I worked election night for the first time yesterday, and needless to say it did not turn out how I thought it would. I keep staring into space numbly because I don’t know how to react to the frankly horrific results of the presidential election.
This is a hard loss to take. The United States just elected a president who has been accused of sexual assault by women now numbering in the double digits. Donald Trump is a serial liar, a known racist and Islamophobe, and he doesn’t seem to understand how economics and public policy work. The campaign even removed Trump’s access to his Twitter account, reportedly because he couldn’t be trusted to conduct himself appropriately. (His access has since been reinstated, so get ready for more 3 a.m. tweet-storms.) If he can’t handle being on Twitter, how is he supposed to handle being president? Not to mention the Ku Klux Klan supports a Trump presidency. Let me say that again, a little louder for those in the back: THE KKK, A WHITE SUPREMACIST ORGANIZATION, SUPPORTS A TRUMP PRESIDENCY. Even if the Trump campaign denounced the endorsement, you have to understand that the KKK supporting a candidate is never a good sign.
Thankfully, there are positive things about Election Day that have nothing to do with the Donald’s big win, including some results in Congressional elections that I as an Asian American woman can appreciate. Washington and California have elected Congress’ first two Indian American women, Kamala Harris and Pramila Jayapal. In an inspirational turn of events, Tammy Duckworth won a seat in the Senate over the incumbent Mark Kirk, who made a racist comment about Duckworth’s family during a debate. My home, the San Francisco Bay Area, elected all women and/or people of color to the U.S. Congress.
This is good progress, but there is much more to be done. To be honest, my life as long as I stay in my little liberal bubble in the Silicon Valley won’t change too much. My family has enough money that my access to medical care won’t be an issue, even if Trump’s administration completely overturns any advances in healthcare made in the past few years. I have a community of supportive people of color I can turn to if I’m feeling particularly bad about discrimination.
But I spent a few years in a completely different part of the country, and I know that this is not the case everywhere. My heart aches for those of us from traditionally marginalized groups living in areas populated by racists. We have definitive proof that they exist now. They’re all around us, from the owner of the pick-up truck parked next to me at the gym with a Trump sticker on their bumper to the lady with a cute dog at the park who says Trump tells it like it is. These people are implicitly and explicitly supporting white supremacy.
It may seem like all hope of positive change is gone. But there are still things we can do to take steps towards actually making America great. The government was originally created to carry out the will of the people. If you think about it, voting is actually the strongest tool we have to hold our representatives accountable. If we don’t elect them, politicians don’t have the power that comes with being in office. (Of course, it’s much more complicated than that, considering that lobbyists and people with money have a lot of sway over political proceedings. As my brother rightly pointed out, campaign finance is a serious issue that needs to be addressed. But in its simplest form, our representative democracy is based on the decisions of the people we choose to represent us.)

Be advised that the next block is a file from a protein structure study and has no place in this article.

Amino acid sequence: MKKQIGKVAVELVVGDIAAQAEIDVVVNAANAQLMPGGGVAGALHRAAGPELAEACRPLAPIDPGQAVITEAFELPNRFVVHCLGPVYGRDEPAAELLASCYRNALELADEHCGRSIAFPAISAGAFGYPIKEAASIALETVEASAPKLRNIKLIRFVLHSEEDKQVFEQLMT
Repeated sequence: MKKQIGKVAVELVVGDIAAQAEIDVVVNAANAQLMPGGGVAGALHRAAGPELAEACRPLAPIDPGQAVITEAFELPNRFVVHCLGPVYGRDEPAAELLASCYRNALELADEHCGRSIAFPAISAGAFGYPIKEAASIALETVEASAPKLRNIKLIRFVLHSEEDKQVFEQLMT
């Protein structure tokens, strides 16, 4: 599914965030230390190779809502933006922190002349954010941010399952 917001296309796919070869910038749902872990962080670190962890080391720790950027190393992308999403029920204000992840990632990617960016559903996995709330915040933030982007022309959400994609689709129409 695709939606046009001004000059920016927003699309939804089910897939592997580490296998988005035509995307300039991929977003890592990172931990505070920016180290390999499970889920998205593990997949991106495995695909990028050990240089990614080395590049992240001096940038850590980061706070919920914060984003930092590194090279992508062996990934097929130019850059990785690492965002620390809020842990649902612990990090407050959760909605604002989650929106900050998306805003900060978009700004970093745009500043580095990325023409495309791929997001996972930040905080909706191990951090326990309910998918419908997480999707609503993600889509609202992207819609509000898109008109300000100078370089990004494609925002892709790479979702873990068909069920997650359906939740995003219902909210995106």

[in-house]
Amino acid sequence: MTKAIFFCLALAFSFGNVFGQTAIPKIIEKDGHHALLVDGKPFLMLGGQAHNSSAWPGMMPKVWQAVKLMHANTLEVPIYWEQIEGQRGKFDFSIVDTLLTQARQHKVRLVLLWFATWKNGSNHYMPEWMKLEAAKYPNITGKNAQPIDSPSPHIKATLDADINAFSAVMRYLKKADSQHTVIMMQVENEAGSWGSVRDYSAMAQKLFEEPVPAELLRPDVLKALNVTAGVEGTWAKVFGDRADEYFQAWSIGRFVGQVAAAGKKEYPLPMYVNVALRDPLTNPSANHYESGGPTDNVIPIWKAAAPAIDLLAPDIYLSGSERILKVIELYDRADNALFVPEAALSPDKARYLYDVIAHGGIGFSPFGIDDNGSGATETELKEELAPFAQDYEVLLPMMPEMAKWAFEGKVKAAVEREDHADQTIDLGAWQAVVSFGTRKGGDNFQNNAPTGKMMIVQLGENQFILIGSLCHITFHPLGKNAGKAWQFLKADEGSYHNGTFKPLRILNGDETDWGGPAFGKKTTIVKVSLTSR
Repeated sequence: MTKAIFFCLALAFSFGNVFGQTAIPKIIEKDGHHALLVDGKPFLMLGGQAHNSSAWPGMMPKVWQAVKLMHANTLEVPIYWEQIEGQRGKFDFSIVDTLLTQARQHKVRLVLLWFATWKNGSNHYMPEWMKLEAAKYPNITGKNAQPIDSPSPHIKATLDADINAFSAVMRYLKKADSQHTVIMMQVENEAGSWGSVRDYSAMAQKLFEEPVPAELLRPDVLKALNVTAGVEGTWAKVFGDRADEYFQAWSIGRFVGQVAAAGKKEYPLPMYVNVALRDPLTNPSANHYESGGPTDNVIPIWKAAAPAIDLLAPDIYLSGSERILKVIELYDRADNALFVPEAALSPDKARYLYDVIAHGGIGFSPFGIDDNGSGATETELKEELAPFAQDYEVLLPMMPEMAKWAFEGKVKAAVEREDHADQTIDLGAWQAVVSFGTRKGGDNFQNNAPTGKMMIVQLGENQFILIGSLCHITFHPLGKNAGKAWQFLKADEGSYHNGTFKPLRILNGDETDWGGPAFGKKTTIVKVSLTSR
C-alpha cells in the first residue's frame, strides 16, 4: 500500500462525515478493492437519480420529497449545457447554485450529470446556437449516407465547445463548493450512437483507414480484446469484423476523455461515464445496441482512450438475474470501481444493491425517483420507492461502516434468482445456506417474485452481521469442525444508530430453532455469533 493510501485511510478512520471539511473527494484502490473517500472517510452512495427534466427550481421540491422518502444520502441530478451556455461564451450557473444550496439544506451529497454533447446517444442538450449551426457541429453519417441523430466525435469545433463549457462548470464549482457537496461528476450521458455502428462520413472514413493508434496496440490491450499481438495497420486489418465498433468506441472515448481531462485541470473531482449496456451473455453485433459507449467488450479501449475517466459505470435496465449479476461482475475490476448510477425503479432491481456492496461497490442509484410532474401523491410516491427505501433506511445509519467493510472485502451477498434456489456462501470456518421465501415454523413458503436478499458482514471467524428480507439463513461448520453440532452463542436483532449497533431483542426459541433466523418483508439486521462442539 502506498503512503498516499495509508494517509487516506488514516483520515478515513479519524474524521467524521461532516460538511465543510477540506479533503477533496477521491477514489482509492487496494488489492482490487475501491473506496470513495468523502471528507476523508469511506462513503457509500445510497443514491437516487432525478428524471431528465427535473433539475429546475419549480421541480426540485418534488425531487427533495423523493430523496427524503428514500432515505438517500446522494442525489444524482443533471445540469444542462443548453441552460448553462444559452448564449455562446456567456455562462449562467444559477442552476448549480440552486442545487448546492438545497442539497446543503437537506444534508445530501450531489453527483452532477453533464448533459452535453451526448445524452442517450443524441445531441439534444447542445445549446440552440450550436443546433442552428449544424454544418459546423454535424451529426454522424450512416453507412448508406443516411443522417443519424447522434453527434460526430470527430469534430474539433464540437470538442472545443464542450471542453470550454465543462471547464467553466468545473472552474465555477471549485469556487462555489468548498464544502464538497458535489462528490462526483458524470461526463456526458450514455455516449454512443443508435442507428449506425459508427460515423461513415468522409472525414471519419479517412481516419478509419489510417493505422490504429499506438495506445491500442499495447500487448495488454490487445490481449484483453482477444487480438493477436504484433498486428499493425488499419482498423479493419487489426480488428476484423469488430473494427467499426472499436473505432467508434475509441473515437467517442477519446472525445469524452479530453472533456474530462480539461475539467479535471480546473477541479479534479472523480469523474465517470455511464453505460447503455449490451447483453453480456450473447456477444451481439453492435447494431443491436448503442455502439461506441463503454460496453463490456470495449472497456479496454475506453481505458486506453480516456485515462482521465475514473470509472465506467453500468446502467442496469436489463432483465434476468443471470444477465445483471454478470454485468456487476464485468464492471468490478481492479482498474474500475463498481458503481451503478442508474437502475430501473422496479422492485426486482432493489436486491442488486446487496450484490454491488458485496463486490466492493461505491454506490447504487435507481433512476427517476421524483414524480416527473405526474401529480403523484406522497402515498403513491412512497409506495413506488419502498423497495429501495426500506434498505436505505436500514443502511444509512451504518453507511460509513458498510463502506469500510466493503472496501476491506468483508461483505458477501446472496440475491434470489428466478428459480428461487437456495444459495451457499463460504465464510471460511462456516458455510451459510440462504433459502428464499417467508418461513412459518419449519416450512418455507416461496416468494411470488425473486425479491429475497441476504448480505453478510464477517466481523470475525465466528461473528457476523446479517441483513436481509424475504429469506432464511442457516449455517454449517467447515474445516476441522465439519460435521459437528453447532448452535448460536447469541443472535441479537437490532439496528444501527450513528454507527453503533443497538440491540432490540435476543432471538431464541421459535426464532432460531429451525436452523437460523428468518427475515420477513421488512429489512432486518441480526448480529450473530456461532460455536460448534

Frankly, the president has power, but real change happens from the bottom up. How many people are properly informed about all those initiatives on the ballot? (California had 17 this time around.) Those propositions will likely have a far bigger impact on your day-to-day life than the presidential election will. Sure, you’ll have to see Trump’s stupid face on the news every day. But maybe less people will be sent to prison for non-violent drug offenses with the legalization of marijuana in California. Maybe plastic bags will be banned, and the environment will benefit. Maybe an initiative will be passed that forces officials to examine the possibility of working to overturn Citizens United. Politicians and lobbyists take advantage of our being largely uninformed and unmotivated to make it to the polls (or in my case, a mailbox) to sneakily pass complicatedly-worded initiatives that a majority of people might not actually support.
There are other concrete ways of helping your fellow Americans fight the good fight. Contribute to movements, such as by donating to Standing Rock activists fighting the Dakota Access Pipeline and other important causes that have been overshadowed by the fanfare surrounding the presidential election. Write letters to your representatives. Volunteer your time to help marginalized communities.
The United States has its roots in federalism; states’ rights continue to be protected under the constitution. While this may have been a negative for Hillary Clinton last night, there are ways to work with the system to improve our country, state by state. If we start change from our smaller communities, we will be able to make a tangible difference. You may think I’m being ridiculously hopeful, but a belief that we can create a better future is what our country was founded on. I believe in America, and I hope you do too.
Image: Wikimedia Commons